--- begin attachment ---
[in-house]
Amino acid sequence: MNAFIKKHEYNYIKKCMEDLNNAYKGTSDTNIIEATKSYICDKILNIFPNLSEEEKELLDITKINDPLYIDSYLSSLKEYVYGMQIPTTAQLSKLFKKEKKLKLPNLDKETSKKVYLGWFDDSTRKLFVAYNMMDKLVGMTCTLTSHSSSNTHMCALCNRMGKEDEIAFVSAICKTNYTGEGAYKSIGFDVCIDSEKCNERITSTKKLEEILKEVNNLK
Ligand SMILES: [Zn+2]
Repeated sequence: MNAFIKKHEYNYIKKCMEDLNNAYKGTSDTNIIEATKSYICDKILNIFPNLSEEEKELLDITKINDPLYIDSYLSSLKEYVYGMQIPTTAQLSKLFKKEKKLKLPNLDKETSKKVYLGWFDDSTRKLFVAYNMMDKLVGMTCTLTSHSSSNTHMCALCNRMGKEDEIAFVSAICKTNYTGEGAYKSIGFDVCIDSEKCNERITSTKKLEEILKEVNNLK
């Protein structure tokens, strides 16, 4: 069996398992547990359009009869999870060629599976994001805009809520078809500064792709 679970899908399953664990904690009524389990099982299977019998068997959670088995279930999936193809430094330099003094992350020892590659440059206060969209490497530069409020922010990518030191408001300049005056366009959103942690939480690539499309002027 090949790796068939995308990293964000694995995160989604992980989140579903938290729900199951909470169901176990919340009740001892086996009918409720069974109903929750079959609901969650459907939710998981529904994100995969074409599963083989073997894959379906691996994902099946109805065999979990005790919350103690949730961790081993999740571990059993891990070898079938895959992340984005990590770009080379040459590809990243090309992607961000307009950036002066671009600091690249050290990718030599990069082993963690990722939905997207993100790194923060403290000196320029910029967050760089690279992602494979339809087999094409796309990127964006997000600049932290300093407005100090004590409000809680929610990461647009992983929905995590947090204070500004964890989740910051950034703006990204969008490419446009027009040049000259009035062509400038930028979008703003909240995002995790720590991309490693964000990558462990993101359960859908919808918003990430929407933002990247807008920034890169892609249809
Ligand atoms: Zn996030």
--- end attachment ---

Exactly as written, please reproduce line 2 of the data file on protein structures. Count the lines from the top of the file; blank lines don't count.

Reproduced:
Amino acid sequence: MNAFIKKHEYNYIKKCMEDLNNAYKGTSDTNIIEATKSYICDKILNIFPNLSEEEKELLDITKINDPLYIDSYLSSLKEYVYGMQIPTTAQLSKLFKKEKKLKLPNLDKETSKKVYLGWFDDSTRKLFVAYNMMDKLVGMTCTLTSHSSSNTHMCALCNRMGKEDEIAFVSAICKTNYTGEGAYKSIGFDVCIDSEKCNERITSTKKLEEILKEVNNLK